Students create production company in a pandemic
What do you get when you put a musical theater fanatic, long-time soccer player, fitness enthusiast and extreme sports traveler together in an apartment building off USC’s campus? A production company.
When the pandemic first hit, students had to adjust to a new way of learning. For classes rooted in lectures and exams, this transition seemed easier. Students in more artistic and creation-based pathways, however, were hit with unprecedented challenges.
For Kaleb Manske, a sophomore majoring in psychology and film and television production, he knew he wanted to move to Los Angeles in Spring 2021. He was looking for artistic roommates, specifically in music or film.
He happened to find two actors originally from Chicago — Jordan Rice and Alex Nimrod, both sophomores majoring in theater with an acting emphasis. Actors need opportunities to act, and filmmakers need opportunities to film — so apartment #4085 at the Lorenzo was like bringing honey to the honeybees.
One night, they met Maximus Jenkins, a sophomore majoring in narrative studies and cognitive science, and after a casual conversation while hanging out later, the three roommates said “Do you want to make films with us?” to Jenkins; 4085 Productions had its training wheels on.
Making films during a global pandemic would seem like rocket science to many, but to these four, who always approach all of their work with an extreme passion for the craft and willingness to do absolutely anything, the constraints of the virus became a gift.
“It was basically [Kaleb’s] homework to make films for this class,” said Alex Nimrod. “It was this sort of thing where Kaleb was given a week or two weeks to make a film, but one of the parameters were, you can only work with whoever you’re living with and you cannot leave your living space.”
Evidently, the coronavirus put restrictions on the students at SCA, yet with roommates Rice and Nimrod, Manske had his winning cast right on the living room sofa.
“So, people are coming to this film festival, acting in these films with their parents or in their house, because it’s COVID,” Nimrod said. “Yet, we are in an apartment in L.A. with two actors that are literally dying to act and just do work, and so it became a thing that we were throwing 20 hours a week because we’re doing nothing, into these films trying to make them as good as possible. And then when we’d showcase them to the class, I mean, they got good responses.”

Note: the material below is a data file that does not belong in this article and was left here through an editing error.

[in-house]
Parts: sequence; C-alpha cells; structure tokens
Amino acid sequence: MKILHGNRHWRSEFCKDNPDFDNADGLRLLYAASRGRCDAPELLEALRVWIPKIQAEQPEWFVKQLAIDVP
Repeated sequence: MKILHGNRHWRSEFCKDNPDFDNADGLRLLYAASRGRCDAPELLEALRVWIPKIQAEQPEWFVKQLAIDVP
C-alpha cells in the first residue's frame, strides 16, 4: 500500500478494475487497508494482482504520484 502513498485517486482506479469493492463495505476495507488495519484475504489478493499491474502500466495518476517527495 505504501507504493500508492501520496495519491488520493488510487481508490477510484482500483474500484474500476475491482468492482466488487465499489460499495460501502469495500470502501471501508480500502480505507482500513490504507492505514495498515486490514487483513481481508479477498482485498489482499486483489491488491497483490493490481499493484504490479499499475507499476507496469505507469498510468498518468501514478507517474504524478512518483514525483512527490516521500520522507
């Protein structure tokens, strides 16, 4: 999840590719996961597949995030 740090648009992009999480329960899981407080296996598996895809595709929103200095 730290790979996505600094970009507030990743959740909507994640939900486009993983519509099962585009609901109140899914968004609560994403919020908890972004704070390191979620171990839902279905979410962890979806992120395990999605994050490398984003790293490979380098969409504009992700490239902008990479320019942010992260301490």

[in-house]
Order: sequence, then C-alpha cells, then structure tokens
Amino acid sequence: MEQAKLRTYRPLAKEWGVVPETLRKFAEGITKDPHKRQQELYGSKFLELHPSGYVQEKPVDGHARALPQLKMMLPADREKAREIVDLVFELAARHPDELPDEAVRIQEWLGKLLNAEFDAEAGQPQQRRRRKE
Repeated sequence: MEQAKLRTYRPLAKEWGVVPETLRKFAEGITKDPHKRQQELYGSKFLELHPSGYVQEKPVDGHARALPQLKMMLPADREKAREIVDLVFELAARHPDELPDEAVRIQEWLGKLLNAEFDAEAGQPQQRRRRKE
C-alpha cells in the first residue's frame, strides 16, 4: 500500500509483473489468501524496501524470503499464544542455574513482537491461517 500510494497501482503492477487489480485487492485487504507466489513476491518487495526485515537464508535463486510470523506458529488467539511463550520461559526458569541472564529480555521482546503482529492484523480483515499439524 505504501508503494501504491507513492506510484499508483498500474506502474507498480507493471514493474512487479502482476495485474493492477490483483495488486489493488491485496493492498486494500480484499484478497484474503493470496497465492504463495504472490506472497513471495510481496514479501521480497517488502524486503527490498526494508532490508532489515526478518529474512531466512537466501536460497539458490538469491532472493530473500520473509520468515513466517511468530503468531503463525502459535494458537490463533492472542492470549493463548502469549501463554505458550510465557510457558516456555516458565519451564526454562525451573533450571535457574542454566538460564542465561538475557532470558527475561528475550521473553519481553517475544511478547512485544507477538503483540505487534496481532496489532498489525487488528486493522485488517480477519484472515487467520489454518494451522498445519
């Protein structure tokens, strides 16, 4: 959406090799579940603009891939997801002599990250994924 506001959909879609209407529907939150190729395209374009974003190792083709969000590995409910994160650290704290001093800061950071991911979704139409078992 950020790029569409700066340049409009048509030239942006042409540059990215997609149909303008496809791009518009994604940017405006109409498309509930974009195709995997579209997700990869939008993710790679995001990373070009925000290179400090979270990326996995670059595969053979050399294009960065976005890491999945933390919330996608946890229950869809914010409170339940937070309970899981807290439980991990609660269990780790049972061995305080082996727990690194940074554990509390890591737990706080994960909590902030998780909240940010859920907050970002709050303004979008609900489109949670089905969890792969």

From a few views to now hundreds, 4085 was able to take the training wheels off and move exponentially toward building the corporate foundation of their company. From delegating more defined roles on the executive team to roping in more students, and now working on film festivals and grant submissions, 4085 Productions is ready to cement themselves as the next big thing in Hollywood.
“It doesn’t matter if you have experience with any film before,” Manske said. “If you are interested in just being on set and watching what’s going on, if you want to be a writer and have never written a script before, that’s what we’re trying to do with this expansion.”
Their upcoming short film, “Ouch,” which will be released on Oct. 8 on 4085’s YouTube channel, is a story that touches on concepts such as addiction, mental health and other heavily stigmatized issues not only prevalent in the L. A. community but also in communities all around the world.
All of the proceeds from the fundraiser tied to this project will go to To Write Love On Her Arms , a nonprofit organization that aims to provide hope and resources to those struggling with depression, addiction, self-injury and suicide.
4085’s role doesn’t just stop there — despite having little to no funding — for every view that “Ouch” gets in the first 24 hours, 4085 will be matching it to $1 and donating it entirely to TWLOHA.
So what’s next for 4085 Productions? Manske, Nimrod, Rice and Jenkins have the next seasons booked and in pre-production. Ideally, they’d like to take 4085 to the bigger stage and mirror successful production companies such as A24 while also developing their own niche or lack thereof.
“I think what’s really cool about being a new production company is that we are not tied to any image … our first film was an action film, our second one explored sexual identity and then our third one did human connection,” Rice said. “Those things don’t have this underlying ‘We’re doing this type of film’ and that is what we love — that we’re telling these meaningful stories in whatever way we’re doing it, but the thing that does connect them together is that they’re meaningful stories that we just feel like need to be told.”
The company aims to highlight the stories of people who don’t feel they are capable of working in the film industry, according to Manske. For these people without much experience, 4085 productions attempts to make a process as “huge” and “daunting” as filmmaking inviting and meaningful.
Considering that this company has its foundation in friendship and innate passion for filmmaking, it’s clear that 4085 Productions has more than 4,085 days of diverse and creative storytelling in store for the future.
“This is a pivotal moment for 4085, and if this is the first time you’ve heard about us, that’s wonderful. We want you,” Nimrod said.